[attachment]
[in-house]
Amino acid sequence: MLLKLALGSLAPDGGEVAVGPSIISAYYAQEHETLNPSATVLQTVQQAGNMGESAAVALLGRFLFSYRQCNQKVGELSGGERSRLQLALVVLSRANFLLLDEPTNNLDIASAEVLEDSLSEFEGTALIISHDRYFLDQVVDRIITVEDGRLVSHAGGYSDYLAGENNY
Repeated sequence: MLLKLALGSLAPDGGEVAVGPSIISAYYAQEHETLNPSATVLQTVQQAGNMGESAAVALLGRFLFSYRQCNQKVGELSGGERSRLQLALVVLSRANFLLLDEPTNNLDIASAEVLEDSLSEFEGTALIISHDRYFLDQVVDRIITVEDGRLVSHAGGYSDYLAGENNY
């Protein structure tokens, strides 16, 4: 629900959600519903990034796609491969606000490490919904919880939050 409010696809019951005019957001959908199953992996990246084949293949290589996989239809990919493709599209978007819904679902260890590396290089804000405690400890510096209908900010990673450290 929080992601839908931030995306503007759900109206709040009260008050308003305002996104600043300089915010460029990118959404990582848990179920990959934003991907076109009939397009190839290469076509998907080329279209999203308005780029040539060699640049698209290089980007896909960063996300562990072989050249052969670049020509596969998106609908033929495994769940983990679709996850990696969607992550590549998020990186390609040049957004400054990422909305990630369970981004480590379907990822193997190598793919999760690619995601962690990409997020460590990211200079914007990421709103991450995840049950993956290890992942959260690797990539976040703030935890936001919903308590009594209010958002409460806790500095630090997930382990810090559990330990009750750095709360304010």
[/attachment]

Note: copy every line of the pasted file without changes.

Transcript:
[in-house]
Amino acid sequence: MLLKLALGSLAPDGGEVAVGPSIISAYYAQEHETLNPSATVLQTVQQAGNMGESAAVALLGRFLFSYRQCNQKVGELSGGERSRLQLALVVLSRANFLLLDEPTNNLDIASAEVLEDSLSEFEGTALIISHDRYFLDQVVDRIITVEDGRLVSHAGGYSDYLAGENNY
Repeated sequence: MLLKLALGSLAPDGGEVAVGPSIISAYYAQEHETLNPSATVLQTVQQAGNMGESAAVALLGRFLFSYRQCNQKVGELSGGERSRLQLALVVLSRANFLLLDEPTNNLDIASAEVLEDSLSEFEGTALIISHDRYFLDQVVDRIITVEDGRLVSHAGGYSDYLAGENNY
């Protein structure tokens, strides 16, 4: 629900959600519903990034796609491969606000490490919904919880939050 409010696809019951005019957001959908199953992996990246084949293949290589996989239809990919493709599209978007819904679902260890590396290089804000405690400890510096209908900010990673450290 929080992601839908931030995306503007759900109206709040009260008050308003305002996104600043300089915010460029990118959404990582848990179920990959934003991907076109009939397009190839290469076509998907080329279209999203308005780029040539060699640049698209290089980007896909960063996300562990072989050249052969670049020509596969998106609908033929495994769940983990679709996850990696969607992550590549998020990186390609040049957004400054990422909305990630369970981004480590379907990822193997190598793919999760690619995601962690990409997020460590990211200079914007990421709103991450995840049950993956290890992942959260690797990539976040703030935890936001919903308590009594209010958002409460806790500095630090997930382990810090559990330990009750750095709360304010």